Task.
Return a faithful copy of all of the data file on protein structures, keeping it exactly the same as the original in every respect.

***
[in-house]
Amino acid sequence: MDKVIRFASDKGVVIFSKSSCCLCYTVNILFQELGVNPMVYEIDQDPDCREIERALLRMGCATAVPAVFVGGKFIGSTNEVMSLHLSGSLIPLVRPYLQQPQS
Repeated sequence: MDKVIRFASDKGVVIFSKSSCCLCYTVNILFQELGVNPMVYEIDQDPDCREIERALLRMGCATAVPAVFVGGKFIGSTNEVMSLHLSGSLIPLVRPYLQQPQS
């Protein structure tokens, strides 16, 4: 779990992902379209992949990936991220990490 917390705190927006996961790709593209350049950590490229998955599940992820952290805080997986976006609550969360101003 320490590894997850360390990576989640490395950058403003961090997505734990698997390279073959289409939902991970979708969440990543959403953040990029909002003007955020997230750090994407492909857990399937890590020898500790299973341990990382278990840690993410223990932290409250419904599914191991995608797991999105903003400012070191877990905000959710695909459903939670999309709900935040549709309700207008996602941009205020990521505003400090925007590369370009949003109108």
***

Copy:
[in-house]
Amino acid sequence: MDKVIRFASDKGVVIFSKSSCCLCYTVNILFQELGVNPMVYEIDQDPDCREIERALLRMGCATAVPAVFVGGKFIGSTNEVMSLHLSGSLIPLVRPYLQQPQS
Repeated sequence: MDKVIRFASDKGVVIFSKSSCCLCYTVNILFQELGVNPMVYEIDQDPDCREIERALLRMGCATAVPAVFVGGKFIGSTNEVMSLHLSGSLIPLVRPYLQQPQS
């Protein structure tokens, strides 16, 4: 779990992902379209992949990936991220990490 917390705190927006996961790709593209350049950590490229998955599940992820952290805080997986976006609550969360101003 320490590894997850360390990576989640490395950058403003961090997505734990698997390279073959289409939902991970979708969440990543959403953040990029909002003007955020997230750090994407492909857990399937890590020898500790299973341990990382278990840690993410223990932290409250419904599914191991995608797991999105903003400012070191877990905000959710695909459903939670999309709900935040549709309700207008996602941009205020990521505003400090925007590369370009949003109108």